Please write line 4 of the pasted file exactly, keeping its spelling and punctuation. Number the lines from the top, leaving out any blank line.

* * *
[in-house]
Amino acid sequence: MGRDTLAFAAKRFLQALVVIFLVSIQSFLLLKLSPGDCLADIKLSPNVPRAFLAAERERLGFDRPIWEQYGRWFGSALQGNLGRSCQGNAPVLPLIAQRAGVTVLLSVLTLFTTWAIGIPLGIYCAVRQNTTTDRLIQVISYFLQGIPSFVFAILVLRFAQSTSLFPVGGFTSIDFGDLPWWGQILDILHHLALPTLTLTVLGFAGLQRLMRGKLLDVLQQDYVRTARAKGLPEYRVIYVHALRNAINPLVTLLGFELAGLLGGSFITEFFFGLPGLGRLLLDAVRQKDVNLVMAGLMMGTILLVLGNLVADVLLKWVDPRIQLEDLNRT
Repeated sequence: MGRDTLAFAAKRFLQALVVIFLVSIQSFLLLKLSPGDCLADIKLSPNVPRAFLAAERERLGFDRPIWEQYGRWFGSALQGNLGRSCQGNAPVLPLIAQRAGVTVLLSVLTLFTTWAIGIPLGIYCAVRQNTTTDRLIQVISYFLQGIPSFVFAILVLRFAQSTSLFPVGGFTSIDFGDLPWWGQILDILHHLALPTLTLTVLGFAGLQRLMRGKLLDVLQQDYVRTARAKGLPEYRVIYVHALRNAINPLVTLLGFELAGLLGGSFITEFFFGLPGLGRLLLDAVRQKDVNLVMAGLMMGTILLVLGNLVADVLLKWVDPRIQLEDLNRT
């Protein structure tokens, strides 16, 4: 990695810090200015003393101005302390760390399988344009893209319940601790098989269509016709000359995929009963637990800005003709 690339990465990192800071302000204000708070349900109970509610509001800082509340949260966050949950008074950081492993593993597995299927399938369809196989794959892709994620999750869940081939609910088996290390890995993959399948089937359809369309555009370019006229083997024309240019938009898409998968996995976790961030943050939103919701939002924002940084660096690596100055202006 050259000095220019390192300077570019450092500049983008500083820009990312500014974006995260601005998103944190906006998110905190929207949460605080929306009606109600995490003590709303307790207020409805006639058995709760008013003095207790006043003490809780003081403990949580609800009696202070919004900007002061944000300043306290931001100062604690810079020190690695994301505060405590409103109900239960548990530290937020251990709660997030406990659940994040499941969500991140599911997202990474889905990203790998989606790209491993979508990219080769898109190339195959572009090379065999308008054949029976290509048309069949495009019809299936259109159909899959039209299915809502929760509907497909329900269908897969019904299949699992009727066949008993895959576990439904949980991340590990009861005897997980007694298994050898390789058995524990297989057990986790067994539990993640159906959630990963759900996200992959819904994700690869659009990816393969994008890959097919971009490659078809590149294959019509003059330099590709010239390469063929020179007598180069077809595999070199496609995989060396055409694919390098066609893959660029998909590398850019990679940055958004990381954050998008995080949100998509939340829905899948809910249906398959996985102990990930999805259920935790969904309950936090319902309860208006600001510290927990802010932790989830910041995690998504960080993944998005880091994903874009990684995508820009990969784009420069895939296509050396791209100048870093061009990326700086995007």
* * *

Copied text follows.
């Protein structure tokens, strides 16, 4: 990695810090200015003393101005302390760390399988344009893209319940601790098989269509016709000359995929009963637990800005003709 690339990465990192800071302000204000708070349900109970509610509001800082509340949260966050949950008074950081492993593993597995299927399938369809196989794959892709994620999750869940081939609910088996290390890995993959399948089937359809369309555009370019006229083997024309240019938009898409998968996995976790961030943050939103919701939002924002940084660096690596100055202006 050259000095220019390192300077570019450092500049983008500083820009990312500014974006995260601005998103944190906006998110905190929207949460605080929306009606109600995490003590709303307790207020409805006639058995709760008013003095207790006043003490809780003081403990949580609800009696202070919004900007002061944000300043306290931001100062604690810079020190690695994301505060405590409103109900239960548990530290937020251990709660997030406990659940994040499941969500991140599911997202990474889905990203790998989606790209491993979508990219080769898109190339195959572009090379065999308008054949029976290509048309069949495009019809299936259109159909899959039209299915809502929760509907497909329900269908897969019904299949699992009727066949008993895959576990439904949980991340590990009861005897997980007694298994050898390789058995524990297989057990986790067994539990993640159906959630990963759900996200992959819904994700690869659009990816393969994008890959097919971009490659078809590149294959019509003059330099590709010239390469063929020179007598180069077809595999070199496609995989060396055409694919390098066609893959660029998909590398850019990679940055958004990381954050998008995080949100998509939340829905899948809910249906398959996985102990990930999805259920935790969904309950936090319902309860208006600001510290927990802010932790989830910041995690998504960080993944998005880091994903874009990684995508820009990969784009420069895939296509050396791209100048870093061009990326700086995007």